2011 Volume 67 Issue 7 Pages 772-778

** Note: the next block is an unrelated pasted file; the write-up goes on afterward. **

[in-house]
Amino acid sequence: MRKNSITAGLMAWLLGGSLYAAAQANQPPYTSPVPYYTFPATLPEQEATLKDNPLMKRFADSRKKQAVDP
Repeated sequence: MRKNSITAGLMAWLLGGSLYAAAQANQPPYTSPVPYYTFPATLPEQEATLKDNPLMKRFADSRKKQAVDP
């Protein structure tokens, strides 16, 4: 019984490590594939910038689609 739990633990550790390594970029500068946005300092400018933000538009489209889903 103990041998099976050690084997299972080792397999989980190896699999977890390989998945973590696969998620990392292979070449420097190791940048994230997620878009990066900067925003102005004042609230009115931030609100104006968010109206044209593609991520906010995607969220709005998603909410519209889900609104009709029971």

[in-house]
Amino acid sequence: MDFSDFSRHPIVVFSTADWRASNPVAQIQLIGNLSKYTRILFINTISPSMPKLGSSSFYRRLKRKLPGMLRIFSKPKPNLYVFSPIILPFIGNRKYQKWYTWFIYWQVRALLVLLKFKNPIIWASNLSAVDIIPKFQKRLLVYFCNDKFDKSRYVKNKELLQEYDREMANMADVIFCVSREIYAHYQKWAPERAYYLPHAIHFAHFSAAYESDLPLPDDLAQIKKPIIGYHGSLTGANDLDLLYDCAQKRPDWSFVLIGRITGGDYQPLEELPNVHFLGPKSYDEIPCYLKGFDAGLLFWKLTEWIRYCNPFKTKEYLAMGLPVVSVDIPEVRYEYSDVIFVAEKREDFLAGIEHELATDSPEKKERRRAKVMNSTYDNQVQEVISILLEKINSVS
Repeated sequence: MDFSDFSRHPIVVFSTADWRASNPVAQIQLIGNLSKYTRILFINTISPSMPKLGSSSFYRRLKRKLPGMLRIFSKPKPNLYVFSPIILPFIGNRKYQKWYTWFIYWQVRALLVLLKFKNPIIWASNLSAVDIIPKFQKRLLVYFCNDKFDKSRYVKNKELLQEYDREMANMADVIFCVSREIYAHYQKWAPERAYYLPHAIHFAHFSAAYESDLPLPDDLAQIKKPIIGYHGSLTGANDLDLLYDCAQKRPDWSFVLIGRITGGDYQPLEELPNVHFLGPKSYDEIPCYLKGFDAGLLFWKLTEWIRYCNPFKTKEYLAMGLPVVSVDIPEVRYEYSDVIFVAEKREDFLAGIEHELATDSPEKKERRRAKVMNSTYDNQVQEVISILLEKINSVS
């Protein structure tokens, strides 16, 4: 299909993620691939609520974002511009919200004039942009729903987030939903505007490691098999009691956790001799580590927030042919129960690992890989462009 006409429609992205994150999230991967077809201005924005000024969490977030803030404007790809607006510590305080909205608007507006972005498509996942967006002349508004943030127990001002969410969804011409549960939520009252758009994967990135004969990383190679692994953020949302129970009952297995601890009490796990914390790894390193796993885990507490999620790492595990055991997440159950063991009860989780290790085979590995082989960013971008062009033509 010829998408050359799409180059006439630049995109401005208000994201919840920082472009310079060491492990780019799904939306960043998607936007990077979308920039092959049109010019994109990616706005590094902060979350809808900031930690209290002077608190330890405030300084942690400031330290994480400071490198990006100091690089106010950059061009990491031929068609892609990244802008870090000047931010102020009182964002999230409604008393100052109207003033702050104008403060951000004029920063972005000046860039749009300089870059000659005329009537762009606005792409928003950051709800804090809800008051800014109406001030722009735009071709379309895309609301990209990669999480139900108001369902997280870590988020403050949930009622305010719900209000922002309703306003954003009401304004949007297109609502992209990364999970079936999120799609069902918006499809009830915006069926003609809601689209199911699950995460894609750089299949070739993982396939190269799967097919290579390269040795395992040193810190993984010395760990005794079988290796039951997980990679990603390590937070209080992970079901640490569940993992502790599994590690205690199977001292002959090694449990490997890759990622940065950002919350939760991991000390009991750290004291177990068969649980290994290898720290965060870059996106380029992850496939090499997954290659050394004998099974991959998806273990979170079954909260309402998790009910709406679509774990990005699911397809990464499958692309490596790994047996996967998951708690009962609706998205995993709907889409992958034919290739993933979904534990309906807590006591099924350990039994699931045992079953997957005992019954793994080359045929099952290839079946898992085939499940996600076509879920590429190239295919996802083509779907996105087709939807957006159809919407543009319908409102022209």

To evaluate the detectability of image unsharpness due to a patient's movement, a receiver operating characteristic (ROC) analysis was conducted to compare the diagnostic and preview liquid-crystal displays (LCDs). Phantom images that simulated a patient’s movement were obtained by using a moving metronome and acrylic plates with a computed radiography (CR) system. A total of 104 images were classified into five groups according to the degrees of image unsharpness determined based on the metronome velocity and exposure time. In an ROC observer study (n=6), a 2-megapixel diagnostic monochrome LCD (2M-LCD) and a 1.3-megapixel general color LCD for preview (1.3M-LCD) were compared in terms of the detection of image unsharpness due to the movement. A statistical test was performed using the multi-reader multi-case (MRMC) method. In the results, the average areas under the ROC curve values for the detection of image unsharpness using the 2M-LCD and 1.3M-LCD were 0.952 and 0.850, respectively. The detection of image unsharpness using the 2M-LCD was significantly better than that using the 1.3M-LCD (p<0.05). In addition, some images with slight unsharpness were identified correctly only using the 2M-LCD. The results suggest that the low-resolution LCD (i.e., the 1.3M-LCD for preview) had a limitation in identifying image unsharpness due to the patient's movement. Slight unsharpness could be missed in primary image checks performed on a preview monitor equipped with an imaging system. Therefore, the high-resolution LCD (i.e., a 2M-LCD) is necessary when using radiography for diagnostics.